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On The Borderline: Spitting It Out

When a dear Greek friend once asked if I liked her main course - a regional specialty - I politely praised it, although I’d had difficulty downing it. After that, she thoughtfully prepared the dish especially for me at every family celebration. Is honesty better? How can we deal with the local favourites we dislike, without insulting the host - or the nation? Be truthful, advises Briton Paul Shaw, who moved to Greece in 1991 after residing in Russia and France.
The truth shall set you free

“When you are in your country of origin, you try something and if you don’t like it, you simply say so,” Shaw says. “I’ve always been open to new culinary delights - lamb’s eyes, for example - but once I’ve tried something and disliked it, I’ve had no problem using simple plain honesty, which hasn’t offended anyone.”

He suggests that if you’ve at least tried the food you can then in all honesty say that you’ve tried it and don’t like it.

Shaw also feels that deceptively playing with it on your plate may prompt hosts to think they haven’t prepared the food well.

New Zealander Maria Verivaki, a heritage repatriate who moved to Crete in 1991, has a food blog called Organically Cooked. Like Shaw, she recommends being honest after open-mindedly sampling the food - but doesn’t discount tactfully pecking at a plateful.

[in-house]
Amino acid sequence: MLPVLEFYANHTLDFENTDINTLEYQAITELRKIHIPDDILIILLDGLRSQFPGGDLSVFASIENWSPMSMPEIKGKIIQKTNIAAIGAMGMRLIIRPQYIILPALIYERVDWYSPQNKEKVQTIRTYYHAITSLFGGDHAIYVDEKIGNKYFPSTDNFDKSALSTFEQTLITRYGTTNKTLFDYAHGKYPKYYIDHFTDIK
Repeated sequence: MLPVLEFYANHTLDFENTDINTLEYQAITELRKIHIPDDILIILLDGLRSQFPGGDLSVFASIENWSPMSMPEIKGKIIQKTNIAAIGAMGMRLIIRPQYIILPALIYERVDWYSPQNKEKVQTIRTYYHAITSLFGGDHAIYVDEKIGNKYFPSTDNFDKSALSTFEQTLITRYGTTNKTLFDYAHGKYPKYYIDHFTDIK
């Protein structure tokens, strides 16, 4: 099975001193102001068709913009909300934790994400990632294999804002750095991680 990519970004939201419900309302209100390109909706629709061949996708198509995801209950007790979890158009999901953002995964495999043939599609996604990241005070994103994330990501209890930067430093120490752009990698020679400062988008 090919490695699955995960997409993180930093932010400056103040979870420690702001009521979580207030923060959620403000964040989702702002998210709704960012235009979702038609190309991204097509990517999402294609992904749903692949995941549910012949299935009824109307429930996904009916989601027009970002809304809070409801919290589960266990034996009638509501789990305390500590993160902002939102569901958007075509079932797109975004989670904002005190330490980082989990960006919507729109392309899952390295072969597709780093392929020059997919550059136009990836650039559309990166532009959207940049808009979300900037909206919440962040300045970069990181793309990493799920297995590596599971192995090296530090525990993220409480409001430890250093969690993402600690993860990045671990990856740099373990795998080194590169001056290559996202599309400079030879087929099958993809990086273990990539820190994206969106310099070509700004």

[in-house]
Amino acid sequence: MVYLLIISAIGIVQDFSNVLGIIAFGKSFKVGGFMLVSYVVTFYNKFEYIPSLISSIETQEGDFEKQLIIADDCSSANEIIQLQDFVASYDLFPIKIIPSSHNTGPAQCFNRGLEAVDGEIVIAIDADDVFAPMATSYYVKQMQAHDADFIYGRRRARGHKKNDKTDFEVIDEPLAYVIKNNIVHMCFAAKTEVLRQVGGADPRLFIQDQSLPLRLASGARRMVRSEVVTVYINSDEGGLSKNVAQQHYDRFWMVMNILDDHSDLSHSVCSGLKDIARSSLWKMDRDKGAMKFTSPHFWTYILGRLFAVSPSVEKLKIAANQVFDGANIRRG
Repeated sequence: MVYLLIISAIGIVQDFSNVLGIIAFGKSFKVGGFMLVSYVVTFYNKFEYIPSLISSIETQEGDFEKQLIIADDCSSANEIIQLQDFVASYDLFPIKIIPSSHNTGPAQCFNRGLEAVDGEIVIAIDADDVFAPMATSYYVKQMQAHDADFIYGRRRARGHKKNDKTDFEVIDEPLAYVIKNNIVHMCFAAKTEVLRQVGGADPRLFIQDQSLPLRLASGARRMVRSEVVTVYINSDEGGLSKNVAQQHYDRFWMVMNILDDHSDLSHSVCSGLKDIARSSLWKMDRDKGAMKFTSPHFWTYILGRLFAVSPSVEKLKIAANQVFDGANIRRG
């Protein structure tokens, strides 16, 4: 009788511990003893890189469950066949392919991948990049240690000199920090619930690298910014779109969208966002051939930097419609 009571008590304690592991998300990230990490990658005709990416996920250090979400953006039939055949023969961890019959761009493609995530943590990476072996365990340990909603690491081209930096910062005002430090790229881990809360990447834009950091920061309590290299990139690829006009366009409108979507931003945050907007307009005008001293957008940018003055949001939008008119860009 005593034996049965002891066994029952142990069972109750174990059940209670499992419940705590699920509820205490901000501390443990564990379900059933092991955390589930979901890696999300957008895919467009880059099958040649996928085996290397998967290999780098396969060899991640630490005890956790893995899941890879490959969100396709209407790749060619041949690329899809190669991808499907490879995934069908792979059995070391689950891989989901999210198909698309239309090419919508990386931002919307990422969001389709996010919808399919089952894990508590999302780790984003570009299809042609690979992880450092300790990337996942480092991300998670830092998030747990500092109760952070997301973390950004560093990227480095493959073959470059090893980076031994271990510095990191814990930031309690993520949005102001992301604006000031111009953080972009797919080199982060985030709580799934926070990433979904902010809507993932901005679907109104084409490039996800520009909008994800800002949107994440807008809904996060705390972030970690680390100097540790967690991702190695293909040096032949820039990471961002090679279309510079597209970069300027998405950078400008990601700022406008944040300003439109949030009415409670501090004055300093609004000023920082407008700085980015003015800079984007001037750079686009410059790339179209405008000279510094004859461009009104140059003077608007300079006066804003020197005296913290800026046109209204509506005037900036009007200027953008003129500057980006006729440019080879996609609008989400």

Palatable excuses

Alternatively, “if it bothers you to make people feel uncomfortable when you turn down their offerings,” Verivaki suggests, “you could make up a health story.” High cholesterol problems, she proposes, work well for lamb on the spit.

Fasolada (bean soup), she says, can be avoided with the excuse of excess gas problems. Gum disease works for spoon sweets (but, note that comfort-zone gains could result in romantic collateral damage).

Elke Veenendaal was born in Germany to Dutch parents and was raised in the United States. She came to Greece in 2003, after having lived in France and Mexico.

She, too, votes for honesty, noting that many Greeks, especially the younger generation, are more commonly shunning traditional fare like lamb and goat dishes, organ meat specialities and syrupy sweets.

Redemption comes when friends see that you do like and prepare other local favourites, she says.

“But when I can see that there would be hard feelings about my refusal of a food,” Veenendaal adds, “I just blame my tastes on my foreignness. This does sometimes come off as kind of an apology, and while I don’t necessarily like this, I must admit that I’ve gotten rather used to apologising for being foreign or different, in the various cultures where I’ve lived.”

Kathryn Lukey-Coutsocostas is an Athens-based, Canadian Greek (by marriage) writer and a transnational of some 30-odd years. She blogs at
Thursday, April 26, 2012